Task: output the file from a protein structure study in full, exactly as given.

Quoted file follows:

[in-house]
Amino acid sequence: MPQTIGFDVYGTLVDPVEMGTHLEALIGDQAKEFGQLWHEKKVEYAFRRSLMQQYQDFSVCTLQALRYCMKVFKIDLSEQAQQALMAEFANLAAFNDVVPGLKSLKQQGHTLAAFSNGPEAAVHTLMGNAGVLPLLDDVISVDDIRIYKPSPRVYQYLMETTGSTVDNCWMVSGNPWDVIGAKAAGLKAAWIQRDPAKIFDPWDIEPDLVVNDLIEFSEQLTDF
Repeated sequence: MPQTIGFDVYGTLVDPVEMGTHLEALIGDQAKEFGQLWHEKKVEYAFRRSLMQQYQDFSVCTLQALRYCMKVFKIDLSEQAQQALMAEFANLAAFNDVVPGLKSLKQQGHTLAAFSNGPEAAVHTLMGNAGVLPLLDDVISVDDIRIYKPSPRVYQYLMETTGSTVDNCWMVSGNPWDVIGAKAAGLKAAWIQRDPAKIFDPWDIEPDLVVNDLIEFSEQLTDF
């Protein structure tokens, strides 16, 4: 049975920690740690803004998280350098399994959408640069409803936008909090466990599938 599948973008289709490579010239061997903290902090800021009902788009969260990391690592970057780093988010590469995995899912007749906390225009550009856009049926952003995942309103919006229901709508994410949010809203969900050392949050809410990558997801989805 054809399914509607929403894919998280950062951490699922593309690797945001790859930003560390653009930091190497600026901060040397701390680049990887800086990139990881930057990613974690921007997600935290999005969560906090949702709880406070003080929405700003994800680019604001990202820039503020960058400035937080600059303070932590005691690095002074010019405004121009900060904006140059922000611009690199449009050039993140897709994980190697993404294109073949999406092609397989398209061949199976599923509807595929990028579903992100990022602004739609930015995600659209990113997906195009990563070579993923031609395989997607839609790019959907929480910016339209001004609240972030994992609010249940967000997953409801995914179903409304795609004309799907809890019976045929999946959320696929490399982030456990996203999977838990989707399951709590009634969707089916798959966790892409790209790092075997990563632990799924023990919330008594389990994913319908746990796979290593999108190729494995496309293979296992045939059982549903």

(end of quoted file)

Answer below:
[in-house]
Amino acid sequence: MPQTIGFDVYGTLVDPVEMGTHLEALIGDQAKEFGQLWHEKKVEYAFRRSLMQQYQDFSVCTLQALRYCMKVFKIDLSEQAQQALMAEFANLAAFNDVVPGLKSLKQQGHTLAAFSNGPEAAVHTLMGNAGVLPLLDDVISVDDIRIYKPSPRVYQYLMETTGSTVDNCWMVSGNPWDVIGAKAAGLKAAWIQRDPAKIFDPWDIEPDLVVNDLIEFSEQLTDF
Repeated sequence: MPQTIGFDVYGTLVDPVEMGTHLEALIGDQAKEFGQLWHEKKVEYAFRRSLMQQYQDFSVCTLQALRYCMKVFKIDLSEQAQQALMAEFANLAAFNDVVPGLKSLKQQGHTLAAFSNGPEAAVHTLMGNAGVLPLLDDVISVDDIRIYKPSPRVYQYLMETTGSTVDNCWMVSGNPWDVIGAKAAGLKAAWIQRDPAKIFDPWDIEPDLVVNDLIEFSEQLTDF
């Protein structure tokens, strides 16, 4: 049975920690740690803004998280350098399994959408640069409803936008909090466990599938 599948973008289709490579010239061997903290902090800021009902788009969260990391690592970057780093988010590469995995899912007749906390225009550009856009049926952003995942309103919006229901709508994410949010809203969900050392949050809410990558997801989805 054809399914509607929403894919998280950062951490699922593309690797945001790859930003560390653009930091190497600026901060040397701390680049990887800086990139990881930057990613974690921007997600935290999005969560906090949702709880406070003080929405700003994800680019604001990202820039503020960058400035937080600059303070932590005691690095002074010019405004121009900060904006140059922000611009690199449009050039993140897709994980190697993404294109073949999406092609397989398209061949199976599923509807595929990028579903992100990022602004739609930015995600659209990113997906195009990563070579993923031609395989997607839609790019959907929480910016339209001004609240972030994992609010249940967000997953409801995914179903409304795609004309799907809890019976045929999946959320696929490399982030456990996203999977838990989707399951709590009634969707089916798959966790892409790209790092075997990563632990799924023990919330008594389990994913319908746990796979290593999108190729494995496309293979296992045939059982549903």